Alongside the long-term migration systems that developed between Europe and the Americas, Atlantic migration history is replete with anomalous events—migration “fevers” that lie outside well-described norms in migratory processes. Prospect theory finds risk-seeking behavior to have been a compelling pre-condition for two instances of such migration fever in the eighteenth and nineteenth centuries, as well as for their subsequent cascade effects, creating a social dynamic of “irrational” migration. Prospect theory provides a testable framework for understanding why and how short-lived migration episodes acquired so much force and intensity and points toward a broader relationship with accepted decision-making structures in migration studies.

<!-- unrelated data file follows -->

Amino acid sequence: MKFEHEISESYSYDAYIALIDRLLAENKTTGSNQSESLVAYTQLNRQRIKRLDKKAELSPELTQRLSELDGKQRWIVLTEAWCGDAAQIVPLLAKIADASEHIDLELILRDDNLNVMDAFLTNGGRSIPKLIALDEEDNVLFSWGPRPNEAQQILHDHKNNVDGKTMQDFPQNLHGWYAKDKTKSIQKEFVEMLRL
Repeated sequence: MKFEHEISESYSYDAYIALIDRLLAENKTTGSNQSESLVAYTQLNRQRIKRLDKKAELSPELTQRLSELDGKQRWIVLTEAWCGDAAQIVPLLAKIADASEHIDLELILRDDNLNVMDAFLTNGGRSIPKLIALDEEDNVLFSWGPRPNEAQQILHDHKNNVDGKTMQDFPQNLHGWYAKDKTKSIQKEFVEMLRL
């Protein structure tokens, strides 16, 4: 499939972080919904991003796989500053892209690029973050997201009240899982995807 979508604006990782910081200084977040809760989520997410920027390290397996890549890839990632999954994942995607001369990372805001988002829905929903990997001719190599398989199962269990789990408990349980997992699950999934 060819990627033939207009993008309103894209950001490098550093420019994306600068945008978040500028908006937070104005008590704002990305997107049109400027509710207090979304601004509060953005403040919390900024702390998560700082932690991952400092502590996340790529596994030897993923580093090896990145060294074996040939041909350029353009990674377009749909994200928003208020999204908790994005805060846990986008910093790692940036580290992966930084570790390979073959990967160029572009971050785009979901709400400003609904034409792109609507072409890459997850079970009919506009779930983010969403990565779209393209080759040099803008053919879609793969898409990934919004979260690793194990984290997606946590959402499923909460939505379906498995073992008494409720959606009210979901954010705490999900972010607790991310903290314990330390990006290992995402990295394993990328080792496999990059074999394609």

You do not currently have access to this content.